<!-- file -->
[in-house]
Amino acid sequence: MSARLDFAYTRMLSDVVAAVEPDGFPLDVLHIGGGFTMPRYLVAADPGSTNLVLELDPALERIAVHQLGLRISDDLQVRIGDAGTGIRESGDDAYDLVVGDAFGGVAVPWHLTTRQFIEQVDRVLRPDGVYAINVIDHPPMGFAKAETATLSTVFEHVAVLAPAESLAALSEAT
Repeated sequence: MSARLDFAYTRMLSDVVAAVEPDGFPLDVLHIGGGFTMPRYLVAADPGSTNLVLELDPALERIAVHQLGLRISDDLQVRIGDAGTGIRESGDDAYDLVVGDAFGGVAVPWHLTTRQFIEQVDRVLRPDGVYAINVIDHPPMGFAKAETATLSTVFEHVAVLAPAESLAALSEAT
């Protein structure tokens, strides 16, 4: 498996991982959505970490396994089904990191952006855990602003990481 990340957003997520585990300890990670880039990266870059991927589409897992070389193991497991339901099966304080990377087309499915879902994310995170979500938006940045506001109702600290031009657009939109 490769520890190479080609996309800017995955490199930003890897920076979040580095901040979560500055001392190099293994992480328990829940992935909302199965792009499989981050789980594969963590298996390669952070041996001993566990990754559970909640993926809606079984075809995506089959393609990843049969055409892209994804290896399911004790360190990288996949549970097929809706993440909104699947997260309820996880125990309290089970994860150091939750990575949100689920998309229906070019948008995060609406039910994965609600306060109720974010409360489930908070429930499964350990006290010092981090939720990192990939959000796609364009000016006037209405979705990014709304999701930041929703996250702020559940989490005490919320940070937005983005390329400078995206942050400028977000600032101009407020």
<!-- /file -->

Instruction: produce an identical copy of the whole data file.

[in-house]
Amino acid sequence: MSARLDFAYTRMLSDVVAAVEPDGFPLDVLHIGGGFTMPRYLVAADPGSTNLVLELDPALERIAVHQLGLRISDDLQVRIGDAGTGIRESGDDAYDLVVGDAFGGVAVPWHLTTRQFIEQVDRVLRPDGVYAINVIDHPPMGFAKAETATLSTVFEHVAVLAPAESLAALSEAT
Repeated sequence: MSARLDFAYTRMLSDVVAAVEPDGFPLDVLHIGGGFTMPRYLVAADPGSTNLVLELDPALERIAVHQLGLRISDDLQVRIGDAGTGIRESGDDAYDLVVGDAFGGVAVPWHLTTRQFIEQVDRVLRPDGVYAINVIDHPPMGFAKAETATLSTVFEHVAVLAPAESLAALSEAT
């Protein structure tokens, strides 16, 4: 498996991982959505970490396994089904990191952006855990602003990481 990340957003997520585990300890990670880039990266870059991927589409897992070389193991497991339901099966304080990377087309499915879902994310995170979500938006940045506001109702600290031009657009939109 490769520890190479080609996309800017995955490199930003890897920076979040580095901040979560500055001392190099293994992480328990829940992935909302199965792009499989981050789980594969963590298996390669952070041996001993566990990754559970909640993926809606079984075809995506089959393609990843049969055409892209994804290896399911004790360190990288996949549970097929809706993440909104699947997260309820996880125990309290089970994860150091939750990575949100689920998309229906070019948008995060609406039910994965609600306060109720974010409360489930908070429930499964350990006290010092981090939720990192990939959000796609364009000016006037209405979705990014709304999701930041929703996250702020559940989490005490919320940070937005983005390329400078995206942050400028977000600032101009407020």